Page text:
Friday, May 29, 2015

2 On Writing About Grief and Staring at Trees by Margo Rabb

We're delighted Margo Rabb stopped by to share more about her latest novel KISSING IN AMERICA. Additionally, her publisher is offering amazing prizes in a contest you can enter here.

And don't forget -- our Free First Five Pages Workshop opens June 6. Find out all about it here and make sure you submit!

On Writing About Grief and Staring at Trees: A Craft of Writing Post by Margo Rabb

Margo, what was your inspiration for writing KISSING IN AMERICA?

Kissing in America was inspired by thinking about how, when I was a teen and in my twenties, I believed that falling in love would change my life. I thought that if I was with the right person, then many of all the sorrows I felt so deeply—grief over my mother, who had died very suddenly, and then over my father, who died seven years later—would be easier to bear. In many ways, love does change and alleviate grief—but it’s also very complicated. In Kissing in America, Eva, the narrator, finds solace in many of the things that have comforted and helped me: poetry, which I loved to write and read; travel (I spent half of my teen years on buses and trains); and feminism, which I first learned about as a teen, and which changed the way I thought of myself and what I dreamed my life could be.

What scene was really hard for you to write and why, and is that the one of which you are most proud? Or is there another scene you particularly love?

The scene with Eva and her mother at the end was difficult to write, but also the most gratifying. That’s one of the most pivotal scenes in the book, and as I wrote it I kept thinking of the love I had for my parents, and that I have for my children, and how deep and overwhelming it is.

How long did you work on KISSING IN AMERICA?

I started the first draft in 2008—I handwrote it in notebooks—and this book took me many years to finish. It really was a labor of love.

What's your writing ritual like? Do you listen to music? Work at home or at a coffee shop or the library, etc?

I like quiet when I’m writing, and I love having a view out the window. I spend a lot of time pacing around the house and staring out the windows. I need to be able to look at a tree—at least one tree. In my twenties, I once rented an apartment in Manhattan where I couldn’t see any trees out the window, and I felt depressed. I realized how much I like to stare at trees.

What advice would you most like to pass along to other writers?

Don’t give up! It may take years to finish a novel and a million drafts, but keep going—the only difference between many books that were published, and those that were not, is the hard work of revision and perseverance.


Kissing in America by Margo Rabb
Released 5/26/2015

I loved romances because when you opened the first page, you knew the story would end well. Your heart wouldn't be broken. I loved that security, that guaranteed love.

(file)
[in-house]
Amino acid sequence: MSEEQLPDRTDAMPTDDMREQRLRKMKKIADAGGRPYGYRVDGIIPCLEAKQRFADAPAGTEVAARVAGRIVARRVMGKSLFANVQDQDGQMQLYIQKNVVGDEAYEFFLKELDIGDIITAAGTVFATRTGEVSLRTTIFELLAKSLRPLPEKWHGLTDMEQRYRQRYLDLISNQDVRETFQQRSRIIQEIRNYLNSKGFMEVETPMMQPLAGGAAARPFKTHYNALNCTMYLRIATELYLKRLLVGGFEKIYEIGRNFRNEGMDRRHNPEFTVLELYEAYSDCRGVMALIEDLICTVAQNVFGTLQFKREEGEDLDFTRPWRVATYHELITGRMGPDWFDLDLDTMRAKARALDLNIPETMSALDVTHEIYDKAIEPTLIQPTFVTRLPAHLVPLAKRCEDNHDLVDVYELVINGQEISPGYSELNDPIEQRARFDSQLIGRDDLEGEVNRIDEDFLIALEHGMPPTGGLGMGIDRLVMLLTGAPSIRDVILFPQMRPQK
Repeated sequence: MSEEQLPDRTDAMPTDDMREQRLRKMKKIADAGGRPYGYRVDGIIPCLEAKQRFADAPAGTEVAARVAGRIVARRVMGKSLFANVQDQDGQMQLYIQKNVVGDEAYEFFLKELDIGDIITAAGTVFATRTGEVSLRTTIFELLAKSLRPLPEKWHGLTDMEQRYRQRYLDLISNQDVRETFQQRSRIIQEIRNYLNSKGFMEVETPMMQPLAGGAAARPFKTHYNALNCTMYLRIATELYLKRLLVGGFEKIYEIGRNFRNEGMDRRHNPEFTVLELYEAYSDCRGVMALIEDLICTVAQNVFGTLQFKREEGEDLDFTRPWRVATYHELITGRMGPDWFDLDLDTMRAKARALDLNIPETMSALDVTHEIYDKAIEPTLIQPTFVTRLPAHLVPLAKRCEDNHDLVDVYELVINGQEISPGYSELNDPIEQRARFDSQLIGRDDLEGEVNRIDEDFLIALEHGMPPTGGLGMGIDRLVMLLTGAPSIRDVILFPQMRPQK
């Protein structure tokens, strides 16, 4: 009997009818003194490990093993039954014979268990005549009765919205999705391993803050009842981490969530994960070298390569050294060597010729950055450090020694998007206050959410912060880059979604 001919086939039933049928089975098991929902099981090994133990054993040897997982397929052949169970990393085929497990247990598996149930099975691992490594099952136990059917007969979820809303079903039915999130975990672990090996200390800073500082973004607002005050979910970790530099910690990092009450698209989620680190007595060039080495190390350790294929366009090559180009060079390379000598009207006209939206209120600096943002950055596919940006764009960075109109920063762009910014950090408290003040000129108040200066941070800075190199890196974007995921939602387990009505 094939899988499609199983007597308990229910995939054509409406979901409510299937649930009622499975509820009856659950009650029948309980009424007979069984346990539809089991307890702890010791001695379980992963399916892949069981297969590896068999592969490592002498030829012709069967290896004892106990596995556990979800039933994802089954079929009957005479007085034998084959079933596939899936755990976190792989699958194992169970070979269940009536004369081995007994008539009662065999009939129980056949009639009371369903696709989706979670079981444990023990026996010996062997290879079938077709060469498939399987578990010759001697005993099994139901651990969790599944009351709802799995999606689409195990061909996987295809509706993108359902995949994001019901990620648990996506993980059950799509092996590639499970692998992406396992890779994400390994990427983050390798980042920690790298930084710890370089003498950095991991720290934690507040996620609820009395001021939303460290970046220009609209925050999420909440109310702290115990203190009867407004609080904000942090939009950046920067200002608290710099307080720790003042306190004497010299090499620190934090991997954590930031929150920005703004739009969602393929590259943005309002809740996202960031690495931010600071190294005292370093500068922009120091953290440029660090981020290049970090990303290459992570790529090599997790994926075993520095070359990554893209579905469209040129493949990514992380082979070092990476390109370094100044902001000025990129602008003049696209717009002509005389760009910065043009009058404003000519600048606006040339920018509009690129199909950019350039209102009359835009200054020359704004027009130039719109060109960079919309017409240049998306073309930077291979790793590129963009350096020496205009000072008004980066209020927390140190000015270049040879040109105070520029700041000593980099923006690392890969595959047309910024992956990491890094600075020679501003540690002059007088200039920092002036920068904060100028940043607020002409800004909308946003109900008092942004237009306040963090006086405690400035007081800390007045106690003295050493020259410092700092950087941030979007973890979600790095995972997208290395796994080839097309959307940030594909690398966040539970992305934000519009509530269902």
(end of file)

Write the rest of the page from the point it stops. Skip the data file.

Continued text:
In real life, you never knew the ending. I hated that.

Sixteen-year-old Eva has never been in love. But when she meets Will, everything changes. With him, her grief over her father's death fades, and she can escape from her difficult relationship with her mother. Then, without any warning, Will picks up and moves to California. So Eva—with the help of her best friend, Annie—concocts a plan to travel across the country to see him again. As they leave New York City for the first time and road-trip across America, they encounter cowboys, kudzu, and tiny towns without stoplights. Along the way, Eva and Annie learn the truth about love and all its complexities.

Purchase Kissing in America at Amazon
Purchase Kissing in America at IndieBound
View Kissing in America on Goodreads


Margo Rabb is the author of the novels Kissing in America and Cures for Heartbreak, and she's written essays, articles, book reviews, and short stories for The New York Times, The New York Times Book Review, The Atlantic, Slate, The Rumpus, Zoetrope: All-Story, Seventeen, Best New American Voices, New Stories from the South, and One Story, and elsewhere. She grew up in Queens, NY, and recently moved from Austin, TX to Philadelphia, PA. She writes about grief a lot (her mom died when she was in her teens and her dad died when was she was in her twenties). (Here's a link to an essay she wrote recently, about the death of her cat and the death of her mom (it was published, coincidentally, on the 24th anniversary of her mom's death)).
Twitter: @margorabb

What did you think of our interview with Margo Rabb, author of KISSING IN AMERICA? Let us know in the comments!

Happy reading,

Martina, Jocelyn, Shelly, Jan, Lisa, Susan, and Erin


  1. What a great title and the cover is terrific. Thanks for a great interview. I'm always interested in how authors work, and I am comforted by how long some of them take to get their books out there.


Tell us what you think. We'd love to hear from you! :)